Much of Chiang Mai’s history remained shrouded in a blanket of mystery due to a lack of records. Being in a tropical climate with buildings made of wood meant that there were few archaeological remains to decipher. However, recent excavations are shedding some new insight and clarity on the early days of the seven-century kingdom. Some ancient palm leaf manuscripts have survived, one even dating over five centuries, though they are mostly Buddhist prayers and offer little historical insight.
So historians rely on ceramics, currency and sherds as well as insight from the annals, anecdotes and evidence from surrounding civilisations in China, Burma, Cambodia and Laos.
The current push to list Chiang Mai as a UNESCO World Heritage City has changed everything. As part of the listing process, reams of research had to be conducted by dozens of experts in a variety of fields which has shed more light on Chiang Mai’s past. It is now accepted that Chiang Mai was built as a northern fort city to potentially stop the southern invasion from the Mongols in the 13th century. Chinese garrison towns inspired the city’s square moat design while the sophisticated irrigation system has all the hallmarks of Khmer irrigation expertise.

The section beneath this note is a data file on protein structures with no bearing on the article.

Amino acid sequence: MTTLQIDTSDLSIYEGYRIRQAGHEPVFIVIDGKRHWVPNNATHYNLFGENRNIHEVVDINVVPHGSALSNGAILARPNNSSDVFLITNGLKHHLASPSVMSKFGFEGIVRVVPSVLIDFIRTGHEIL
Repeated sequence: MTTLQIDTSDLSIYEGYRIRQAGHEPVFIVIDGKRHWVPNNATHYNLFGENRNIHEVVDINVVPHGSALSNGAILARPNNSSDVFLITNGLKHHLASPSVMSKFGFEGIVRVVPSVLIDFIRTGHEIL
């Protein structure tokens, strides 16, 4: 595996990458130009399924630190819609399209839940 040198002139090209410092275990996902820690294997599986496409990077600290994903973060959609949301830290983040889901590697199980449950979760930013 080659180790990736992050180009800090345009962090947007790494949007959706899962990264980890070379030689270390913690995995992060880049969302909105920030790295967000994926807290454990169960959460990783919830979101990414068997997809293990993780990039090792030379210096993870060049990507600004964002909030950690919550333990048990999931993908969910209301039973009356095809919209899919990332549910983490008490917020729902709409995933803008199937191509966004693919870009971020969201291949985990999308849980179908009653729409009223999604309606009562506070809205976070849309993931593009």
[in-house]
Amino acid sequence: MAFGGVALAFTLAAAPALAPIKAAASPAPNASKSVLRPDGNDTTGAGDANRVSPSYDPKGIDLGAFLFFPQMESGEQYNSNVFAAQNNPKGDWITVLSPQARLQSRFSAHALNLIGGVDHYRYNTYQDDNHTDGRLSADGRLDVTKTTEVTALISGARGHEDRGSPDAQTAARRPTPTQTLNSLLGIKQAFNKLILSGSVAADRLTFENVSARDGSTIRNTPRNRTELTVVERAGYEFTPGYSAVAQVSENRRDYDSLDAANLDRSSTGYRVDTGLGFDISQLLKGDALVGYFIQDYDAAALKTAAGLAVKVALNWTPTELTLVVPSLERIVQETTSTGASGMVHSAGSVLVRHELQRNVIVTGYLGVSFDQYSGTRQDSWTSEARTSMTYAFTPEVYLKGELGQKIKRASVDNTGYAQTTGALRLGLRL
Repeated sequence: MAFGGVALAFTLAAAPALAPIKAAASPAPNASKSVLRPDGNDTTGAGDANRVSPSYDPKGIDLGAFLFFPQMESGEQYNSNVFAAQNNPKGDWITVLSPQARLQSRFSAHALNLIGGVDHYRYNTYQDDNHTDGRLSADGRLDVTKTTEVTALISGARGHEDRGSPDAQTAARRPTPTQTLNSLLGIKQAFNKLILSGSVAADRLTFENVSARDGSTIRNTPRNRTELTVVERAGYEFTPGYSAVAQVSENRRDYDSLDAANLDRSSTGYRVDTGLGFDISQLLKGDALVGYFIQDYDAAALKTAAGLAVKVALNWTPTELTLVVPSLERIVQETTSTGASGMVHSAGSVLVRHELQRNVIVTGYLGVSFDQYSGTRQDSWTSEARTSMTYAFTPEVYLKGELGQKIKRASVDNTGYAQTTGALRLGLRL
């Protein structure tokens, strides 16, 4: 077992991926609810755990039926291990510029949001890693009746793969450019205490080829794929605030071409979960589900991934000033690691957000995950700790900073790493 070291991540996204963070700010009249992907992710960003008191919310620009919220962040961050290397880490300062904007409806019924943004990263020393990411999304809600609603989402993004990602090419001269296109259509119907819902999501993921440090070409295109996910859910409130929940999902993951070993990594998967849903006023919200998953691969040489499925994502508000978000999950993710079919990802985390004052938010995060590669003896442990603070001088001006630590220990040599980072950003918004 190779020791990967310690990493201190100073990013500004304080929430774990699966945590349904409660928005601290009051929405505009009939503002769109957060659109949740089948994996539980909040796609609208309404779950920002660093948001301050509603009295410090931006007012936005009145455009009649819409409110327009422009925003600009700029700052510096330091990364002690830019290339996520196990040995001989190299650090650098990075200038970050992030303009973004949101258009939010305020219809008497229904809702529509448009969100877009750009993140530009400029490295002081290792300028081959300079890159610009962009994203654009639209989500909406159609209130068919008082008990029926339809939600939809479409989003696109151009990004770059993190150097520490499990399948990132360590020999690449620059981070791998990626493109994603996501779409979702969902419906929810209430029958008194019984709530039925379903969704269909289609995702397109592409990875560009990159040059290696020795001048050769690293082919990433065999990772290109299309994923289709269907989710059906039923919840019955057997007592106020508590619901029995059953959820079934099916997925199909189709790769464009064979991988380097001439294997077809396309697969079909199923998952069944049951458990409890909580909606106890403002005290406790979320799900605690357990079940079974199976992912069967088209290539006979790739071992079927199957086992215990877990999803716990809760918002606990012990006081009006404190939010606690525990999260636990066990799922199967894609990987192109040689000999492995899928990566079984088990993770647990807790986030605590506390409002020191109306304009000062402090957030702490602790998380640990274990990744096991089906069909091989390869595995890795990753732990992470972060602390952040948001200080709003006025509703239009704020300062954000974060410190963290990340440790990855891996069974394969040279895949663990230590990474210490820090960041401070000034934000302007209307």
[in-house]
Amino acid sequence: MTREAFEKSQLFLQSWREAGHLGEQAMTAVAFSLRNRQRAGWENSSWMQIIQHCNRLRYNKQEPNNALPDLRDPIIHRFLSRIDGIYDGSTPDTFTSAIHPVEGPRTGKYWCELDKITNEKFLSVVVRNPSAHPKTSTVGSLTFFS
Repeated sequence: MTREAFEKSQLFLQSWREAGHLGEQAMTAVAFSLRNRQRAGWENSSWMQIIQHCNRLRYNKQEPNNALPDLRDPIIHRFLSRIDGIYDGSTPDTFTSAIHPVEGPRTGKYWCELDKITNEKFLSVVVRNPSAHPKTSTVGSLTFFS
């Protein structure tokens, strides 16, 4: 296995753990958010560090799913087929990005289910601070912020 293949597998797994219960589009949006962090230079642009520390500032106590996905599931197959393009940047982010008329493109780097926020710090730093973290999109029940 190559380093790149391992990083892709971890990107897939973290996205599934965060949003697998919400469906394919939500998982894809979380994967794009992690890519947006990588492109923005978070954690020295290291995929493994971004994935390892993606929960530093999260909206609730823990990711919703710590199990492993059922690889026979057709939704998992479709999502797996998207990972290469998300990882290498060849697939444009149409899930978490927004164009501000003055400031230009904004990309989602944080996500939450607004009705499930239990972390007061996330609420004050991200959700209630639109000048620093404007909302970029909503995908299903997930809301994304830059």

In the 18th and 19th century, Chiang Mai underwent a spectacular renaissance as it received untold wealth from the British government to whom it sold teak to make ship masts. The proceeds were invested into the construction of the gilded gold temples liberally dotted across the city today.
Much of this information has only been discovered in the past few years which makes it an exciting time to be a historian in Chiang Mai as these new findings will change much of the previously conceived narrative associated with the city.
Lovers of history can visit the National Museum or many the other large and small museums, nationally and privately run, throughout Chiang Mai. There are historical sites to be discovered on nearly every street corner.